The United States was only strengthened by the information revolution bought by the Internet and its connectivity. This country’s greatness comes from connecting its diverse citizens, inspiring them and providing a creative environment to build a societal synergy found nowhere else on earth.
But the benefits are not without risk.
While America is able to use the newfound Internet capability to generate prosperity for mankind, others see it as an opportunity to gain advantages for illicit and manipulative purposes. The conundrum remains: How do we expand collaborative capability for prosperity, while protecting against those who would do us harm?
In the words of former President Ronald Reagan we need to “Trust, but verify.” The threats might not be where you think they are — or what the media reports. Most people assume cyberattacks are limited to the financial sector. This might come as a surprise, but the majority of all cyberattacks have been against the energy sector (nearly 60 percent) followed by critical manufacturing (nearly 20 percent).
Government has an important role manifested through the Department of Homeland Security Industrial Control System Cybersecurity Emergency Response Team. The agency does tremendous work identifying threats, conducting vulnerability assessments and sharing pertinent information within the community. But it is the responsibility of private-power generators and critical infrastructure manufacturers to use the information to improve their cybersecurity resiliency. Despite a few successes, the challenge is to maintain constant vigilance to an ever-increasing threat. Realistically, it is only a matter of when a devastating attack will occur.
Imagine: Your electricity goes out, your natural gas or water stops flowing. What would you do? A likely first response is there will be minor irritation during a two-hour outage. If it continues for a couple of days, families will start having barbeques to cook the food in their freezer and share it with neighbors. Neighborhoods will hold festive block parties — at least until all of the food and beverages are gone. If the outage lasts weeks, there will be accusations of hoarding food, followed soon after by physical violence. Next, we’ll see a deterioration of our social fabric and people will move to places with more resources.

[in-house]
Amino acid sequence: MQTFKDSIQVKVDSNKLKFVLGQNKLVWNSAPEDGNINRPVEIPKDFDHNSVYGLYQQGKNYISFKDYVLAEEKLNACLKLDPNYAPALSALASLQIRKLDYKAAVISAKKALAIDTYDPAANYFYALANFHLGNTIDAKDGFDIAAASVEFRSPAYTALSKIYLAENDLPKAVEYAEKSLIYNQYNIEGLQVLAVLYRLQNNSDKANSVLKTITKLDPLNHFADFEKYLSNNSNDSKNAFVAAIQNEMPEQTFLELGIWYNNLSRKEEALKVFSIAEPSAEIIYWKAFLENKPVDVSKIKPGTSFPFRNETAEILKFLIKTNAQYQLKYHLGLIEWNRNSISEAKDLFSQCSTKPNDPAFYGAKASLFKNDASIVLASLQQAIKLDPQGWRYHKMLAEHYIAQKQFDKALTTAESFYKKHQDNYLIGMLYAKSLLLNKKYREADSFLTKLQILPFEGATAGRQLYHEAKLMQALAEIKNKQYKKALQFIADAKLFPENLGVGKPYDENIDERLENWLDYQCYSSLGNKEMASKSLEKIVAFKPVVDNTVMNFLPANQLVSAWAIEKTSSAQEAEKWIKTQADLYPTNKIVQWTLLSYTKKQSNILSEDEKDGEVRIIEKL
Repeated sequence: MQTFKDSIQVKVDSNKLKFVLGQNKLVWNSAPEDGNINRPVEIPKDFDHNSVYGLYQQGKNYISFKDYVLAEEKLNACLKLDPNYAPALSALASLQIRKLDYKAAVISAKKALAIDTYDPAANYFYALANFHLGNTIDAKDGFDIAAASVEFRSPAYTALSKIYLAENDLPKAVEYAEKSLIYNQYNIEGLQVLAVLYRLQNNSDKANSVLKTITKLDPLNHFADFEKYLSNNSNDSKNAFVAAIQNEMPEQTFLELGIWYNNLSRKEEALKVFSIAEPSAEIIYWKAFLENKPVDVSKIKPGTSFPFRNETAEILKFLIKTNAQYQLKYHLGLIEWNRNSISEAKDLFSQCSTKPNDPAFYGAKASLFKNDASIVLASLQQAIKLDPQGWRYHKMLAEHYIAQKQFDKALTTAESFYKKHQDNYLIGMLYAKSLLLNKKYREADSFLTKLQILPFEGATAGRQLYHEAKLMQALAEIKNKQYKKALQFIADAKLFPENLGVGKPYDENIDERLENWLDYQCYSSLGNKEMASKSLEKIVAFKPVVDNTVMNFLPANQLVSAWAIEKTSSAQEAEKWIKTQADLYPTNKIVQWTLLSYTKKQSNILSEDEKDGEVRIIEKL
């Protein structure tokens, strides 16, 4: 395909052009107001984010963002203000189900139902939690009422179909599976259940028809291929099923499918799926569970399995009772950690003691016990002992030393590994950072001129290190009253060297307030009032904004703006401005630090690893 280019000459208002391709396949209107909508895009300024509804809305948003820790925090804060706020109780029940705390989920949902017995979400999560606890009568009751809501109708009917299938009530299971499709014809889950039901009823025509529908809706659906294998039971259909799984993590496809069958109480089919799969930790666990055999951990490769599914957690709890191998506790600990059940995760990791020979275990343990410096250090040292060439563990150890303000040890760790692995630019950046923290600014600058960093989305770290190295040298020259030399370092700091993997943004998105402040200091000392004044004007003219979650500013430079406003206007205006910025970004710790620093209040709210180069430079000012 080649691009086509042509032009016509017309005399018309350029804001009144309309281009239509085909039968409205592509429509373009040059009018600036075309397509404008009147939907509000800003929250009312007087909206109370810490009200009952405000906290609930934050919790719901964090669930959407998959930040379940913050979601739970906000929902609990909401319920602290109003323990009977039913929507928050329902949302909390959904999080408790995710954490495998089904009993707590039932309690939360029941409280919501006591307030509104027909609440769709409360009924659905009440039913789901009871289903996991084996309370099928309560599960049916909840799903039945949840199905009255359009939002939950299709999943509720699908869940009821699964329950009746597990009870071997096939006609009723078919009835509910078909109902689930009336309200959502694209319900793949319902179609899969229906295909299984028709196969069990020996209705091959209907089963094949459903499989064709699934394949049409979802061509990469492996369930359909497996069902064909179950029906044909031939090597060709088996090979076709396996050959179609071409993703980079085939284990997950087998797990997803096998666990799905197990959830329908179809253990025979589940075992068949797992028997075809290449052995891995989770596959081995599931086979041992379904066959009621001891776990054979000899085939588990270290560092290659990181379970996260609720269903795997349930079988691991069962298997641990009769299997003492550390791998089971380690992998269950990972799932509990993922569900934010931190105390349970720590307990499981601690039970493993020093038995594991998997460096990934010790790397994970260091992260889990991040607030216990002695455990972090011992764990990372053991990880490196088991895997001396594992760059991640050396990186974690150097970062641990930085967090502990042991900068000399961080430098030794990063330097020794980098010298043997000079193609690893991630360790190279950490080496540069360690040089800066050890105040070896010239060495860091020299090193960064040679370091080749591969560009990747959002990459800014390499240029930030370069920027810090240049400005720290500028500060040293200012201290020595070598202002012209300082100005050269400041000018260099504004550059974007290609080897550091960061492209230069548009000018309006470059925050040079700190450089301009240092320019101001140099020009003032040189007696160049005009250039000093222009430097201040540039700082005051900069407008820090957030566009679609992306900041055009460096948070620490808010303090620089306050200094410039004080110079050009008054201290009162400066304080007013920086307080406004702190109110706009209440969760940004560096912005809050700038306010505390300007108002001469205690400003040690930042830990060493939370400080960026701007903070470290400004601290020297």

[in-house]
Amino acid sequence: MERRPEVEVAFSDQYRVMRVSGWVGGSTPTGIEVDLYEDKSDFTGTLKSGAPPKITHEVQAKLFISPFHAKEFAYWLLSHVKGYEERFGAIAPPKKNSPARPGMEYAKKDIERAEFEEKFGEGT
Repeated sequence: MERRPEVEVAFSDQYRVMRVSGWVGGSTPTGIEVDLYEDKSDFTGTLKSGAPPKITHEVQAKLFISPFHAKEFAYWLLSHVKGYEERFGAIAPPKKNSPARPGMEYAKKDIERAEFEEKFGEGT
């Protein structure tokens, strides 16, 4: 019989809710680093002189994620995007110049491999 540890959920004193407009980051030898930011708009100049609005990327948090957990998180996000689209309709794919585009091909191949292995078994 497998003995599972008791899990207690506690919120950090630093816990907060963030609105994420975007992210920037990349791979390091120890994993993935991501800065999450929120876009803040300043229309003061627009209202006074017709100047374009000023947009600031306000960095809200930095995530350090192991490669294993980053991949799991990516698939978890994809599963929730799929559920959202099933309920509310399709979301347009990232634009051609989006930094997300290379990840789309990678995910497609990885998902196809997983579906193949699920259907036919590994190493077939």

It is not my intent to be a fearmonger, but to provide awareness of the increased risk our society has accepted by being connected through the Internet. The exceptional advantages our society enjoys are associated with real and substantial risks. Many in our society have the misconception the freedom provided by the Internet is without risk.
The key is to remain ever vigilant to potential threats. We must develop individual and societal resiliency.
According to DHS, the top three cyber vulnerabilities in rank order are:
1. Credentials management. A lack of formal credential documentation inhibits vendors from providing timely and accurate software updates and patches.
2. Weak firewall rules. ICS access should be restricted to those who have a requirement. Replacing all default passwords with strong ones is an easy way to strengthen firewalls.
3. Network design weaknesses. Network layouts should be designed to take full advantage of virtual private networks. Also, implementing a layered network will help keep critical communications separate and secure.
The price of a prosperous and civilized society is eternal vigilence. It is up to us all to take action to secure our critical infrastructure and build resiliency for the day when the lights go out.
Arthur Glynn is an entrepreneur, seasoned executive, consultant and retired senior naval officer. Glynn currently serves as a consultant with Booz Allen Hamilton and is a member of the Pikes Peak Cyber Champions.